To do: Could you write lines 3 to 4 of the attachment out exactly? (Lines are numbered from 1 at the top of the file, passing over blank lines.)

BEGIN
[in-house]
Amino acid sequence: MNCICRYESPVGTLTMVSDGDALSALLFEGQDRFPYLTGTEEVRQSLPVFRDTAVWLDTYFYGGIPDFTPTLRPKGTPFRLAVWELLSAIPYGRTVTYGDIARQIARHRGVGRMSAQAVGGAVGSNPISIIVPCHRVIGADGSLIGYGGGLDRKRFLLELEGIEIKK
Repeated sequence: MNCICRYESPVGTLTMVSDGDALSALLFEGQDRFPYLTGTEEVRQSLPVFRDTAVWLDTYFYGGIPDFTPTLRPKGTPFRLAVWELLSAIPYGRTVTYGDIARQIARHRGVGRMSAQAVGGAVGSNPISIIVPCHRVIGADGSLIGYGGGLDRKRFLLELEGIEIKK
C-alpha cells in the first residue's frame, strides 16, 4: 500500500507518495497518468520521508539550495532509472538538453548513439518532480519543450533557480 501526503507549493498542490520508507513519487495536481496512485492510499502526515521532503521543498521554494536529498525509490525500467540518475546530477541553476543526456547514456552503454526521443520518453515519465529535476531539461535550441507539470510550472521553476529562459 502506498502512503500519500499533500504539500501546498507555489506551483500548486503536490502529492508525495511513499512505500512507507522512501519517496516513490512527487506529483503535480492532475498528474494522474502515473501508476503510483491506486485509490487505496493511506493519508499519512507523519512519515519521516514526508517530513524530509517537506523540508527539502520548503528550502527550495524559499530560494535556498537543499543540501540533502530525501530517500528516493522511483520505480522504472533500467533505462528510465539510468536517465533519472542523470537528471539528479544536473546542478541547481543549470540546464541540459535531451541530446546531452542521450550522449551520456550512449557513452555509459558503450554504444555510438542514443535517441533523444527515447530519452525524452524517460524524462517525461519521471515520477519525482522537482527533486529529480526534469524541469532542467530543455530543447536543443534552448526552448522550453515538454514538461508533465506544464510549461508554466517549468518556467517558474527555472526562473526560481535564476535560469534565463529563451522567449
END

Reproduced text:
Repeated sequence: MNCICRYESPVGTLTMVSDGDALSALLFEGQDRFPYLTGTEEVRQSLPVFRDTAVWLDTYFYGGIPDFTPTLRPKGTPFRLAVWELLSAIPYGRTVTYGDIARQIARHRGVGRMSAQAVGGAVGSNPISIIVPCHRVIGADGSLIGYGGGLDRKRFLLELEGIEIKK
C-alpha cells in the first residue's frame, strides 16, 4: 500500500507518495497518468520521508539550495532509472538538453548513439518532480519543450533557480 501526503507549493498542490520508507513519487495536481496512485492510499502526515521532503521543498521554494536529498525509490525500467540518475546530477541553476543526456547514456552503454526521443520518453515519465529535476531539461535550441507539470510550472521553476529562459 502506498502512503500519500499533500504539500501546498507555489506551483500548486503536490502529492508525495511513499512505500512507507522512501519517496516513490512527487506529483503535480492532475498528474494522474502515473501508476503510483491506486485509490487505496493511506493519508499519512507523519512519515519521516514526508517530513524530509517537506523540508527539502520548503528550502527550495524559499530560494535556498537543499543540501540533502530525501530517500528516493522511483520505480522504472533500467533505462528510465539510468536517465533519472542523470537528471539528479544536473546542478541547481543549470540546464541540459535531451541530446546531452542521450550522449551520456550512449557513452555509459558503450554504444555510438542514443535517441533523444527515447530519452525524452524517460524524462517525461519521471515520477519525482522537482527533486529529480526534469524541469532542467530543455530543447536543443534552448526552448522550453515538454514538461508533465506544464510549461508554466517549468518556467517558474527555472526562473526560481535564476535560469534565463529563451522567449